Distribution of Microsatellites in the Genome of Medicago Truncatula: A Resource of Genetic Markers That Integrate Genetic and Physical Maps

By Mun, Jeong-Hwan; Kim, Dong-Jin et al. | Genetics, April 2006 | Go to article overview

Distribution of Microsatellites in the Genome of Medicago Truncatula: A Resource of Genetic Markers That Integrate Genetic and Physical Maps


Mun, Jeong-Hwan, Kim, Dong-Jin, Choi, Hong-Kyu, Gish, John, et al., Genetics


ABSTRACT

Microsatellites are tandemly repeated short DNA sequences that are favored as molecular-genetic markers due to their high polymorphism index. Plant genomes characterized to date exhibit taxon-specific differences in frequency, genomic location, and motif structure of microsatellites, indicating that extant microsatellites originated recently and turn over quickly. With the goal of using microsatellite markers to integrate the physical and genetic maps of Medicago truncatula, we surveyed the frequency and distribution of perfect microsatellites in 77 Mbp of gene-rich BAC sequences, 27 Mbp of nonredundant transcript sequences, 20 Mbp of random whole genome shotgun sequences, and 49 Mbp of BAC-end sequences. Microsatellites are predominantly located in gene-rich regions of the genome, with a density of one long (i.e., ≥20 nt) microsatellite every 12 kbp, while the frequency of individual motifs varied according to the genome fraction under analysis. A total of 1,236 microsatellites were analyzed for polymorphism between parents of our reference intraspecific mapping population, revealing that motifs (AT)^sub n^, (AG)^sub n^, (AC)^sub n^, and (AAT)^sub n^ exhibit the highest allelic diversity. A total of 378 genetic markers could be integrated with sequenced BAC clones, anchoring 274 physical contigs that represent 174 Mbp of the genome and composing an estimated 70% of the euchromatic gene space.

LEGUMES are the second most important crop family in terms of cultivated acreage, contribution to human and animal diets, and economic value. Their capacity for symbiotic nitrogen fixation underlies the value of legumes as a source of dietary protein, while the diversity of their metabolic output provides a wide range of pharmacologically valuable secondary natural products, including isoflavonoids and triterpene saponins. Although Arabidopsis and rice serve as models for dicot and monocot species, respectively, they cannot serve as models for identifying the genetic programs responsible for legume-specific characteristics. Two legume species, namely Medicago truncatula and Lotus japonicus, serve as models for legume biology.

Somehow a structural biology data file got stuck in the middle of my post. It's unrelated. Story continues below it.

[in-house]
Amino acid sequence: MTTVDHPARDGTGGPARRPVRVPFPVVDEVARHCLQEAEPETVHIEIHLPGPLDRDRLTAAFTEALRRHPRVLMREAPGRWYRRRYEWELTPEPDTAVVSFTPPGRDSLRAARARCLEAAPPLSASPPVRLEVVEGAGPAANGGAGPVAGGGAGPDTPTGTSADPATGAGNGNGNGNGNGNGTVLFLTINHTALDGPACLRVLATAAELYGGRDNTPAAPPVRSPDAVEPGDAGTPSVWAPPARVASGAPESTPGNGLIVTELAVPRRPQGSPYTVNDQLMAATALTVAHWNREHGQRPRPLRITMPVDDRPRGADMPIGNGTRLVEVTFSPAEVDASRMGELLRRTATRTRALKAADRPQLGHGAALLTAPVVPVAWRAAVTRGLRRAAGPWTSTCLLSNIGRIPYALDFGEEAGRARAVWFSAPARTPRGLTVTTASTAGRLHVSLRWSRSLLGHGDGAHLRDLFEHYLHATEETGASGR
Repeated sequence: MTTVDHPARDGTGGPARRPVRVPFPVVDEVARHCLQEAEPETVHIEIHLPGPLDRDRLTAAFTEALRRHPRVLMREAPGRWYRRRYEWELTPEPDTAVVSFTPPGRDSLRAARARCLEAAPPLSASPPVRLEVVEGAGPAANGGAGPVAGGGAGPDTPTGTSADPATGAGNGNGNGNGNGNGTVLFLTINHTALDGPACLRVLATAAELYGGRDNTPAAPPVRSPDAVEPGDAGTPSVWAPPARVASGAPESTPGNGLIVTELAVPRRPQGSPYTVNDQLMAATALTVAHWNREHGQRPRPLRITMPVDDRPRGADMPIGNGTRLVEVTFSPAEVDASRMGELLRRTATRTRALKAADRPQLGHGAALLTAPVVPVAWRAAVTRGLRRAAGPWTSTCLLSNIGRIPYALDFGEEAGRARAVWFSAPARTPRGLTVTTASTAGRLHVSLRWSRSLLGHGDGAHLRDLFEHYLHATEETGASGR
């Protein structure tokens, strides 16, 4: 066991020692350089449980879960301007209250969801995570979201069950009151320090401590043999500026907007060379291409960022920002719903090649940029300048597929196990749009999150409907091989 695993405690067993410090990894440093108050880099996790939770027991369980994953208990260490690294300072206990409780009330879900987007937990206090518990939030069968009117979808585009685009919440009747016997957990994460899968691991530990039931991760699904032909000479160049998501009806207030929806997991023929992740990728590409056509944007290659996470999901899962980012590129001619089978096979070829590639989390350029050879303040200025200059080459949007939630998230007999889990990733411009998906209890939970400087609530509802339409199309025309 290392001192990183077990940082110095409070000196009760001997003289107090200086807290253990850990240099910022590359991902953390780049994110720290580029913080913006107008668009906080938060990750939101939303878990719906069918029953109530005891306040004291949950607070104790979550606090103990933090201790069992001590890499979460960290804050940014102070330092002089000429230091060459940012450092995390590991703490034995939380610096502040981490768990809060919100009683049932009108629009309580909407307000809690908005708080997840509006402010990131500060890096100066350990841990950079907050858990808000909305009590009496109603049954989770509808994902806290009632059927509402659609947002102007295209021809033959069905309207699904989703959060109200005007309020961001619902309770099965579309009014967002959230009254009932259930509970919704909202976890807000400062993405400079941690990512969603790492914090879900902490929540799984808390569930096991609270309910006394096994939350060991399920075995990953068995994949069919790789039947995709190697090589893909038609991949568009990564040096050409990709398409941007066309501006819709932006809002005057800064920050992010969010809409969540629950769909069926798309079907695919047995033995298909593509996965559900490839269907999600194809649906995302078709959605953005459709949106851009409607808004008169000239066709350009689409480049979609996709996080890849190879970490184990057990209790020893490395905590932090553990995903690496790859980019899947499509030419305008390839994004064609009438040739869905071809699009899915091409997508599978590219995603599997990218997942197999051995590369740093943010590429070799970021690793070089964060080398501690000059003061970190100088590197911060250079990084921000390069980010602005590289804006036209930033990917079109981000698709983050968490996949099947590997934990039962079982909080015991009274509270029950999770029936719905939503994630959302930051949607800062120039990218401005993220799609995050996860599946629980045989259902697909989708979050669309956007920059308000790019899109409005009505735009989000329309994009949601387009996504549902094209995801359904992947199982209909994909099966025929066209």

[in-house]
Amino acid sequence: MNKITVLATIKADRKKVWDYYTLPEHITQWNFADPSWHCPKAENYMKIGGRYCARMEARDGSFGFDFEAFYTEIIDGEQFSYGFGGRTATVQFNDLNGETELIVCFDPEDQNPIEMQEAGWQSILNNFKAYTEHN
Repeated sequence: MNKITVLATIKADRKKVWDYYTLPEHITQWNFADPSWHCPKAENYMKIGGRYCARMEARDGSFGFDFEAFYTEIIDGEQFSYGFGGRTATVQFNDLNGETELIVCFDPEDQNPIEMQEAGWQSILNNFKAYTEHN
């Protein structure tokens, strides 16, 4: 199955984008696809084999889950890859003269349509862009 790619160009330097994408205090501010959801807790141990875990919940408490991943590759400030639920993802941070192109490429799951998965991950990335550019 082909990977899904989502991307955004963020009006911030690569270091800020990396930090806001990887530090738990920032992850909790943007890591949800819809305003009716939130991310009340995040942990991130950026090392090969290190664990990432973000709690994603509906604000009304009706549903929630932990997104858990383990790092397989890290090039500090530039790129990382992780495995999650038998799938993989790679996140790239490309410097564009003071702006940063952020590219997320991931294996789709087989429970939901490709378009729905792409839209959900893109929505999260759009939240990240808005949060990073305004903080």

The utility of M. truncatula as a genetic system (e.g., PENMETSA and COOK 2000), combined with its relatively small (466 Mb; BENNETT and LEITCH 1995) and efficiently organized genome (KULIKOVA et al. 2001, 2004), have motivated an international effort to develop and apply the tools of genomics in M. truncatula to key questions in legume biology. One aspect of this effort has been the development of enabling methodologies, such as efficient transformation methods (TRINH et al. 1998; ÊÁÌÁÔÅ et al. 2000; ZHOU et al. 2004), high-throughput systems for forward and reverse genetics, including insertional mutagenesis (D'ERFURTH et al. 2003), RNAi (LiMPENS et al. 2003, 2004), and TILLING (VANDENBOSCH and STACEY 2003), and an effective network among research groups (http://www.medicago.org). In parallel to these activities, national and international programs are collaborating to characterize the genome of M. truncatula at the transcript (FEDOROVA et al. 2002; JOURNET et al. 2002; LAMBLIN et al. 2003), protein (GALLARDO et al. 2003; WATSON et al. 2003; IMIN et al. 2004), and whole genome sequence levels (YouNGrf al. 2005).

Cytogenetic and genetic data predict that the genome of M. truncatula is organized into separate gene-rich euchromatic arms and gene-poor heterochromatic pericentromeric regions (KULIKOVA et al. 2001, 2004; CHOI et al. 2004a). These results underlie a strategy for sequencing the M. truncatula genome wherein the euchromatic chromosome arms are first delimited within a physical map and then subjected to a BAC-by-BAC sequencing approach. As of March 2004, 44,292 BACs (~11X coverage) had been fingerprinted by HindlII digestion and agarose gel electrophoresis. An initial stringent build of the map yielded 1370 con tigs with an average length of 340 kbp, covering an estimated 466 Mbp or 93% of the genome. …

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